You know, when Thief first came out I wasn't into it. I thought it was too much waiting, and too punishing when you got caught. I didn't give it enough of a chance. But enough people raved about it, so later I played Thief 2 and realized that the game wasn't so much about hiding in the shadows, but about sneaking up behind people and knocking them out. That knowledge, and an increased reliance on quicksave, made it one of my favorite games ever.
The Thief 3 tutorial makes sure you know the bread-and-butter gameplay of Thief before it turns you loose, including a demonstration of how to use flash bombs, which I never used that much in Thief 2 but now realize are very useful.
Something game designers hear a lot: "I didn't like your game because such-and-such was too hard." At which point the designer says, "Oh, but you can just such-and-such to get past that point." We can't ship the game designer with the box, so we make these tutorials, hoping and praying they'll teach the player everything they need to know to have fun, but all too often don't.
That's What I Would Have Done
If you'd handed me the Thief license and said, "Where can we go from here?" I would have said, "Let's put it in a continuous world. The city can be an overworld and then you can go inside basements and houses - they'll be your dungeons." Which is just what they did. "Ideally, it would be seamless, but we're stuck with the Unreal engine and not made out of money, so people will just have to deal with the load times as you go from district to district." Check. (We were going to do the same thing with Spider-Man 2, but then we decided that we are made out of money, so we went for seamless.) "And we could gradually expand the area of the city that you can get to as you progress." Check. "And the outfitting you used to do between missions can be done in some kind of black-market shops." Check. "And we can have side quests." Check. (Although I didn't actually do any.) "And hidden areas with extra loot." Check. The end result: it's more than a game, it's a world.
Thief 3 has small levels that are exquisitely detailed. To my untrained eye it's as close to photorealistic as action-adventure has gotten. The framerate suffered for it on my poor PC. Still, it's as if they decided to do the opposite of GTA; instead of a large, empty city it's small and jam-packed with interest, and I think that's what allowed them to make the levels look so nice. I think it was a good choice.
Simulation vs. Game - as graphics get more realistic, one might think it's a good idea for the simulation to keep pace. There are all kinds of places in Thief where the simulation isn't convincing: when you drag a dead body away, you leave his sword there, and nobody seems to notice; bad guys searching for you in the shadows walk right up next to you and don't notice you; the bad guys keep a run of banter going as they search...as if you're telepathically listening to them. (Maybe you are, I'm not clear on whether Garret's keeper training included telepathy or not.) When they find a dead body, they search for you a little while, and then resume their normal patrol. (Shouldn't you guys be calling for backup or the coroner or something?) BUT 'fixing' these flaws would probably ruin the game, making it too punishing.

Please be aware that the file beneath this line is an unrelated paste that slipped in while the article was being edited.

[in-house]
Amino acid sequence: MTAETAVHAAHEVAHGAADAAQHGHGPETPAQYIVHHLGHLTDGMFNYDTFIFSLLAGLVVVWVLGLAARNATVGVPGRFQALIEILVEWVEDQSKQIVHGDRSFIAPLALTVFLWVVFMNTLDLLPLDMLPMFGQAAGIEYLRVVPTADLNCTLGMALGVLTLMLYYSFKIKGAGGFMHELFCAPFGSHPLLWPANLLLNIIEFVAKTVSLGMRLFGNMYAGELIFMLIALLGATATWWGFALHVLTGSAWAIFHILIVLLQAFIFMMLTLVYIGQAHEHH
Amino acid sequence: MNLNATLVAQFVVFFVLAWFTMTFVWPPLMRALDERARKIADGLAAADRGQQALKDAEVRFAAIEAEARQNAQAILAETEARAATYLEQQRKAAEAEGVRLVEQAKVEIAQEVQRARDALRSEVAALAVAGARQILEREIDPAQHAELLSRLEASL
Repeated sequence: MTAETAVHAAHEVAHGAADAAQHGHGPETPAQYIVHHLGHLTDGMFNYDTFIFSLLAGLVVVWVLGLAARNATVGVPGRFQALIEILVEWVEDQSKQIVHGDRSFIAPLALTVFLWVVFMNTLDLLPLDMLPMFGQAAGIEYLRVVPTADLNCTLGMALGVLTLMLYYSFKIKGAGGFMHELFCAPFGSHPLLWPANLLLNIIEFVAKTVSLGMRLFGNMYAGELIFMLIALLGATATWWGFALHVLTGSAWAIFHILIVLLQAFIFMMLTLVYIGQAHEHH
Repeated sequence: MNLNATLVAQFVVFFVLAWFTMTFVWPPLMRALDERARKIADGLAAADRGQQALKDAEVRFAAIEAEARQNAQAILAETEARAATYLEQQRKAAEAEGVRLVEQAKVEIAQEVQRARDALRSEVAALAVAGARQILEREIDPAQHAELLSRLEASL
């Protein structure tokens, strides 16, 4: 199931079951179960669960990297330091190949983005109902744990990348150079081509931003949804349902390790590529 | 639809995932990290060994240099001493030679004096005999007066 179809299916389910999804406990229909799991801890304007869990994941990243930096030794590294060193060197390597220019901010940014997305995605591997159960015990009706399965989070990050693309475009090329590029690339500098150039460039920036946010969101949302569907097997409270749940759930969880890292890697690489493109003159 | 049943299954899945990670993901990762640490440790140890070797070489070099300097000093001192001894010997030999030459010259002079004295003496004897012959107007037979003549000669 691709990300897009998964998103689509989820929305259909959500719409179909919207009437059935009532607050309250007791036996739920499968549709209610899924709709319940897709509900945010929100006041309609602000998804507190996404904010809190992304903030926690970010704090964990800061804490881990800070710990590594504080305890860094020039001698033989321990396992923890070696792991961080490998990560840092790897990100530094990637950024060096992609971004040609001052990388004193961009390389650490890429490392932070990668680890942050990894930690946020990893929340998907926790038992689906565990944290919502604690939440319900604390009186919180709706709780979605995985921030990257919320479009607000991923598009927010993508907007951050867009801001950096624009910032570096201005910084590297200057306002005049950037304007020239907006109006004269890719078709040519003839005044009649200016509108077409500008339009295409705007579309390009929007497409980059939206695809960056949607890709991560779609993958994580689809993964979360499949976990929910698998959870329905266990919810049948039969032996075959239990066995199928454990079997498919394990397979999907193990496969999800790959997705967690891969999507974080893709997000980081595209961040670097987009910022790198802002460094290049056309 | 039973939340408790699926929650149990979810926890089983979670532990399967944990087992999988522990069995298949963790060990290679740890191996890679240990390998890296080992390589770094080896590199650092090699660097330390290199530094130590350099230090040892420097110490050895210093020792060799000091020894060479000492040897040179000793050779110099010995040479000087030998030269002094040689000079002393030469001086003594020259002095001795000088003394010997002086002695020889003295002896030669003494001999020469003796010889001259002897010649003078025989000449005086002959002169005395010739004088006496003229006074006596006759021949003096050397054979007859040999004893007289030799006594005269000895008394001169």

Underneath all the pretty graphics there is a rule system. Blackjack or shoot an unaware opponent and they die; once they're aware, the blackjack does nothing, and the arrows hurt but do not kill. Not a very good simulation (surely a well placed blackjack or arrow would kill them whether they were aware or not, eh?) but a good game, one that encourages stealth above all. Once you've used your flashbomb, you can run, but not fight - hitting or shooting your opponent magically restores their sight. Again, not a good simulation, but a good game. Your opponents hear you if you run, but they don't hear the sound of their friend's body slumping to the floor after you've sapped him. Learning the rules takes time, but once you've learned them, you start feeling the sensation of mastery; you can play this game perfectly. (And when you do slip up, there's always the flash bomb.)
I imagine the split between the quality of the visual simulation and the abstraction of the gameplay bothers some people. I can imagine people saying, "Why didn't that kill him?" and "Why was I caught just now?" It doesn't bother me. (Who was it who said, "I don't see Mario; I see a cursor"? I can't find the reference.) For me, good graphics on an abstract game is like having a high quality chess set.
This Industry Chews Up Directors
So Randy Smith quit after Thief 3; Harvey Smith quit after Deus Ex 2; Chris Soares stepped down after Spider-Man; it's looking like Tomo may step down after Spider-Man 2...he certainly seems battered by the experience...; am I just focusing on anecdotes or is directing really rough? It seems like they're flogged for every imperfection, and they get it from both ends: people in upper management want to make sure their thumbprint mars the director's vision, and people on the team get pissed off because they think the director is working them too hard, or is focusing on the wrong things, or whatever.
(I just looked for that bit in One Flew Over the Cuckoo's Nest about how the bird at the head of the V can't hold that position forever and needs to take turns but couldn't find it.)
We have an idea for making the job easier next project; I'll tell you how it worked out in three years.